Trends in worklife
The job market is changing fast. And so is the need and driving forces in the work force. These are some of the most important trends within HR right now.
Five jobs that are robot safe – for now
The question is not if, but to what extent and when, robots, automation and AI will conquer the job market. It will most likely not only replace routine, standardized tasks, but also more complex performances.
The World Economic Forum predicts that by 2020 robot automation will lead to 5 million less jobs across 15 developed nations. This might also lead to totally new roles; International Data Corporation (IDC) believes that 30 percent of leading organizations will implement a chief robotics officer role and/or define a robotics-specific function within the business by 2019. The upside might be leaving all the boring and static jobs behind and embrace the option that there could be more space for creative and artistic jobs. Here are some other suggestions on future careers, from ShellyPalmer, a list of five jobs that robots will be the last ones to take over:
1. Pre-school and Elementary School Teacher
2. Professional Athlete
5. Mental Health Professional
There are many views on this subject. One of the optimists being Kai-Fu Lee, founder of venture capital firm Sinovation Ventures. In an interview with CNBC he declared that he believes that AI will replace 50 percent of human jobs in ten years and that it will “create a huge amount of wealth for mankind and wipe out poverty”. Spanish economist Daniel Lacalle is a bit more skeptical: “Evidence shows us that if technology really destroyed jobs, there would be no work today for anyone. The technological revolution we have seen in the past 30 years has been unparalleled and exponential, and there are more jobs and better salaries.”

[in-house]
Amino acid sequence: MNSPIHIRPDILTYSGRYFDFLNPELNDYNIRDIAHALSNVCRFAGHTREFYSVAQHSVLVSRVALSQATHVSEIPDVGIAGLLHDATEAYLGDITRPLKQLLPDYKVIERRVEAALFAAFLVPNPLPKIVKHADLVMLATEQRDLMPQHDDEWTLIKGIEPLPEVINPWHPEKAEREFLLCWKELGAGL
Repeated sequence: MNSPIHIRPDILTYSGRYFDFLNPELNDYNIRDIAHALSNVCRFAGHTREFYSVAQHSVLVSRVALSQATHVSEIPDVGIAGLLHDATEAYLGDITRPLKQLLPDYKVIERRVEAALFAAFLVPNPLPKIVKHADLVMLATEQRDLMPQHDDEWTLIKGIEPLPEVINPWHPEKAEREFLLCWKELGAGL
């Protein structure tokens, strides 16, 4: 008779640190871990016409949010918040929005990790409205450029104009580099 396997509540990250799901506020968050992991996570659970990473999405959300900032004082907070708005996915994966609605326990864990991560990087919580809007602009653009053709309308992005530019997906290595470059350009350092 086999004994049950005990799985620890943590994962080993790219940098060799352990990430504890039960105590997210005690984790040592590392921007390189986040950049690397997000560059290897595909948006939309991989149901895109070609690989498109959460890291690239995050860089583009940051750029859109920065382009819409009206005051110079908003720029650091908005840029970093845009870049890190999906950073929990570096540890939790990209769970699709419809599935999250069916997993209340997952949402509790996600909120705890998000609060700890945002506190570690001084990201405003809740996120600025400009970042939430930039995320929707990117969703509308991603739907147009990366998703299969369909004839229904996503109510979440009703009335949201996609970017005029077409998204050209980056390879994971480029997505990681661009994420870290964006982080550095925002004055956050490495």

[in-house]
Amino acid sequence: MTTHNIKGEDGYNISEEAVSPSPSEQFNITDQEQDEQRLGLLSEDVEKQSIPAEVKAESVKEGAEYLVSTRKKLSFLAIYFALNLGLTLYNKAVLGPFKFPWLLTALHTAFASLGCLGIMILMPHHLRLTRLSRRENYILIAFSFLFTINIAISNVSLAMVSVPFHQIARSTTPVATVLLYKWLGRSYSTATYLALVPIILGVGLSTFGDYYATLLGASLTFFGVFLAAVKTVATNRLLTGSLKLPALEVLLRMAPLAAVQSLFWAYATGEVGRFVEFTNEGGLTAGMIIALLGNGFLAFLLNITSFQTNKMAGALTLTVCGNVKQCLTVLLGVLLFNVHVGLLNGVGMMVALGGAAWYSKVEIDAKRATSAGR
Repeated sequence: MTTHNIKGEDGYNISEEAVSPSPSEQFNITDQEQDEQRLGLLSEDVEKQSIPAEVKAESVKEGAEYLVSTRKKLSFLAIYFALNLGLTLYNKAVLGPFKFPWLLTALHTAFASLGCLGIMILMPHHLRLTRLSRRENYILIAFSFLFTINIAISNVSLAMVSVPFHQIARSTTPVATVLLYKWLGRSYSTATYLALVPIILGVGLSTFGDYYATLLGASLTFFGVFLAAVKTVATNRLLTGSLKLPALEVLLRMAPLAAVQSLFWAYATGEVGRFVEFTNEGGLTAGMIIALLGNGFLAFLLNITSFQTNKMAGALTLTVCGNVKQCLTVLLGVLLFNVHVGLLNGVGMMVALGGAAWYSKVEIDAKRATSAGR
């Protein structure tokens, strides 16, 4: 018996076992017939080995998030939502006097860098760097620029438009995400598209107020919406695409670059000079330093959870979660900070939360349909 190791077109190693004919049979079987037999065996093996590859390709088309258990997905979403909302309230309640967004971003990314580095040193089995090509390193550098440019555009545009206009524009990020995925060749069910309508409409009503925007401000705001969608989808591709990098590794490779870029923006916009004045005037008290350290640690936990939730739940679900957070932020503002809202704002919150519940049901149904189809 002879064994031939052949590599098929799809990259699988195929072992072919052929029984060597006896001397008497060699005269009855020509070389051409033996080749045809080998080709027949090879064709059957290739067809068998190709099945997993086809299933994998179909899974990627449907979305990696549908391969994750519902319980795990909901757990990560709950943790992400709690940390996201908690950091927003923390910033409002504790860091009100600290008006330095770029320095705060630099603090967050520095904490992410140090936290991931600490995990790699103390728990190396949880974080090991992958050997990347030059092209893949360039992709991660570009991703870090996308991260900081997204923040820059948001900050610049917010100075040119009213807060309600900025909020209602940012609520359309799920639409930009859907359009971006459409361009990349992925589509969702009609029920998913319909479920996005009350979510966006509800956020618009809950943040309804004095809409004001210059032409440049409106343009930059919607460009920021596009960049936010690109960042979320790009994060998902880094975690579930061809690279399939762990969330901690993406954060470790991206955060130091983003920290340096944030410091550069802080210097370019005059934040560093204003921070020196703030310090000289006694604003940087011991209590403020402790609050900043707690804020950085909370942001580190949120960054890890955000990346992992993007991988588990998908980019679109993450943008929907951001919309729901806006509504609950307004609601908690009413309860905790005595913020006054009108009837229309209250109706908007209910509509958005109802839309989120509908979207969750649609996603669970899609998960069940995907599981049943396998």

Another interesting thing to keep in mind: throughout history, we have invented tools to lighten our burden, but we don’t seem to have gotten more spare time.
Life-long learning will attract talents
In the ever-changing world a lot of things will also be different from a HR perspective. The future workforce will be made up of a wider range of ages, nationalities and ethnicities than ever before. This means that companies need to build an inclusive culture where everyone feels welcome. There will also be a need for lifelong learning, as more and more people will work for a longer time. The old model of learning a profession first, then sticking to it ever after simply isn’t doable. Enabling lifelong learning and being a true learning organization will be a competitive advantage.
Instability is affecting Millennials
For some time we’ve heard of the ”gig” economy – basically consisting of millennials not that keen on having a permanent job and wanting to own their career and development. It turns out, this seems to be connected to age and the outside world. As millennials get older and when surrounded by instability, the need for a secure income and base are more important. The millennials have also been known to be value-driven, but research reveals that pay and financial benefits drive millennials’ choice of organization more than anything else.
The global job market might be history
Will Brexit and Trump disturb the globalization of labor? In recent years the opposite has become a concern for many businesses. Global talent boundaries have been eroded and the job market has become an international arena, making the competition for key talents harder. Not least when it comes to tech talents who are the true winners, because of the technological advances. But recent events, like Brexit and the election of Donald Trump, might lead to new regulations and requirements that will make working abroad more difficult, indicating that we will have a more de-globalized job market ahead.